Over his brief career, Talbot has been tasked with the seemingly unenviable position of being backup to one of the greatest goaltenders in the world on one of the game's brightest stages. First, he was boldly called upon in 2013 in a move that effectively ended Martin Biron's career. He was dominant, if not sheltered a bit within a small sample and easier competition. This past season, however, the restrictor plates were necessarily removed. Asked to step up and take the reigns during Henrik Lundqvist's extended absence, Talbot was flat-out dominant. With little fanfare. With no pedigree to speak of other than the seal of approval from Benoit Allaire (which in itself might be the only pedigree that matters).
His is primarily a story of perseverance, perfect development from a world-class goaltending coaching staff, unwavering support from his franchise, and proving he belonged when the opportunity arose. Let's put sample sizes, and whether or not his numbers reflect the actual goaltender he is going forward, aside. Just for a moment, because we can afford to now that he is gone.
Cam Talbot was flipping unbelievable for the New York Rangers. I'm happy for him. He deserved everything he got. A solid contract extension. The off-season trade to a young team in need of bedrock in net. He deserves a chance to be a starter. And I honestly think he will be a quite capable one.
Which makes the lack of return that Sather and the Rangers got for him that much more confounding. There was a market for his services. Sather overplayed his hand. But what's done is done, and this article isn't all about that move, or even the future, really. I do think Antti Raanta will be a solid backup this coming season. And now there is a bit more room for the Mackenzie Skapski's of the world, when an opportunity presents itself. Which is cool.
But, man, I'm going to miss Cam.
I don't think Talbot's performance this season was smoke and mirrors. He is a refined goaltender, showing all the markings of Allaire's instruction. Economy of movement, relying on line of sight, positioning, and freeing up his stance and arms to react, instead of tightly balling up his stance as he did a bit more when he was younger. He is a different goaltender than Lundqvist, who stays farther back in his net than anyone else can, and is a marvel in his reflexes and reaction. But Talbot plays a very clean, very repeatable style. He anticipates well, squares up to most shots he can track and see, and as a result controls his rebounds. He rarely beats himself. All reports of his temperament say that he is easy-going and unflappable. Those are all things that contribute to consistency of performance. Attributes of a solid starting goaltender.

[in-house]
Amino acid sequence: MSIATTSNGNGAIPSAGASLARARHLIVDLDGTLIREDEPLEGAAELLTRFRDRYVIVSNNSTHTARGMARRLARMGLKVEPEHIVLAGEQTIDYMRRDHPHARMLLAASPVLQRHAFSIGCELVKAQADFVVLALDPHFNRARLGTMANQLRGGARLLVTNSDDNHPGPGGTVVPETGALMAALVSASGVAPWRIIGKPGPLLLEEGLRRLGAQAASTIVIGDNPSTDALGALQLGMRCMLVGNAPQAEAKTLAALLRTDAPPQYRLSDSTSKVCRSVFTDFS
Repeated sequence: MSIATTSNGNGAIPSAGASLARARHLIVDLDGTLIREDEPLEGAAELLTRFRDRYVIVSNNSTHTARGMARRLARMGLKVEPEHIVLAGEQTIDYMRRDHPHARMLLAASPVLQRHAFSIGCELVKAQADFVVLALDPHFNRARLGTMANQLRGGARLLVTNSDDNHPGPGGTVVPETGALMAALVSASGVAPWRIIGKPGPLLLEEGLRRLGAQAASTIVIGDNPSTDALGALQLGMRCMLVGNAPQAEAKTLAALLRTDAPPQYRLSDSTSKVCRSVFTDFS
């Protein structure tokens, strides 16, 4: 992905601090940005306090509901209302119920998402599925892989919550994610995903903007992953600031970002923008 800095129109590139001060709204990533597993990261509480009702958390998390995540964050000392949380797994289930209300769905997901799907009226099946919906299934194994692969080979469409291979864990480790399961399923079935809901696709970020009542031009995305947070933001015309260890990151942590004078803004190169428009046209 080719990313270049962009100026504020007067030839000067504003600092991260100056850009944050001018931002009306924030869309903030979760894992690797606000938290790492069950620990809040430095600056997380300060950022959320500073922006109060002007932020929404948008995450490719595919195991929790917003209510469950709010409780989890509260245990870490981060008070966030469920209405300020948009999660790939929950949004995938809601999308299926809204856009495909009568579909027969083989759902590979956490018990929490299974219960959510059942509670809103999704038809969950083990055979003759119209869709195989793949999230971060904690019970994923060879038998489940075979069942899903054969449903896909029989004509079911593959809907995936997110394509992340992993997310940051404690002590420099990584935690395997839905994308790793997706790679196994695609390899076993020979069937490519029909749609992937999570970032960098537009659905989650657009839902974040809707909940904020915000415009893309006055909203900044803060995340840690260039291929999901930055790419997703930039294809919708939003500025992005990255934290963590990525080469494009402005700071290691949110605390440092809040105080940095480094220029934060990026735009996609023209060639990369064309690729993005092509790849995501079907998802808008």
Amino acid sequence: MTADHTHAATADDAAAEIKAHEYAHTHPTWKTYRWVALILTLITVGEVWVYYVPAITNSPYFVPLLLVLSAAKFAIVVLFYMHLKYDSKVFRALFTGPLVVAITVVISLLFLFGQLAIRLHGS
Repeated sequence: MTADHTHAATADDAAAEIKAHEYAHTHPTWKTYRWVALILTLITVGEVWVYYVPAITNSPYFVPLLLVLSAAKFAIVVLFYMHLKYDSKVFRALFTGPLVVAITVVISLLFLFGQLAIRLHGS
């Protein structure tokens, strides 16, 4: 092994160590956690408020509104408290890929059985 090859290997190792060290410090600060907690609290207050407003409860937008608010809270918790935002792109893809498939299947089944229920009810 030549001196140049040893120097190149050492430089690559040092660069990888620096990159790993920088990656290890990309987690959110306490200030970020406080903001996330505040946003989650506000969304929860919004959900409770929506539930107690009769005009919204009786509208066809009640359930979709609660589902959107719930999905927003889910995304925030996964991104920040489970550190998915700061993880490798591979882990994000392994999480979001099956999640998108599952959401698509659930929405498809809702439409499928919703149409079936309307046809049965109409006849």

His performance over two seasons reflects that it wasn't a stout Rangers defense protecting him. In a smallish sample, he has been far superior to an average NHL goaltender. This season, he played 1689 minutes in 36 games. Still backup TOI, but approaching a starter's workload and with a large chunk of time from January through March where he was the only answer in town. He excelled:
Finishing 6th in the NHL in 5v5 adjGSAA/60 (min 1200 TOI), a statistical measure that shows how much better/worse he did than if an average NHL goalie were in his shoes and facing the same types of shots he faced, is nothing to sneeze at. He was stopping .235 more goals per 60 minutes than the average goalie would have in his place. Stretched out over an entire season, that is 19.27 more goals saved at even strength than average. That is a 1.985 goals against per 60 minutes over 82 games. The league average goals against per 60 at 5v5 was 2.22, and putting other game situations aside, this means he is winning the Rangers a ton of games.
Of course no goalie performing at that level is playing every minute of every game. But laying out the numbers shows just how staggeringly dominant he was in a smaller stretch than an average goalie would have been.
But like we say in the business: goalies are voodoo. I generally prescribe to a Bayesian approach to projecting skill, which accounts for how rare it would be to actually find a goalie who is as good as the goalie in question, and how rare it might be to see such performance in a random, small sample size. It generally means that true skill bares itself out over a greater sample size, because more shots gives us more confidence that our best estimation of performance is what has been observed. The range of possibilities (standard deviation) of performance gets narrower. In getting to a larger sample, there are decreasing levels of variability.
Talbot hasn't played a ton. He doesn't really even have what can be considered a full season's worth of time as a starter under his belt. The optics of his role and the small sample make it very difficult to say with any certainty that he is as great as he has been in his short time in the NHL. But isn't that the fun of it? For us, not GMs. He could fall apart next year. Or he could be even within a shade of his performance to date and be a very reliable NHL starter. My best guess is the latter. I'm rooting for him.
Without Cam Talbot, this team wasn't a first place team. Like Henrik Lundqvist, he covered up the ills of a very mediocre defense and gave his team a chance to win consistently when he was in net. He was asked to step up and play for a long stretch as the starting goaltender, with no true backup option, when Hank went down for an extended period. The guy was simply fantastic. And his goalie masks might be the best in the league.
What do you think?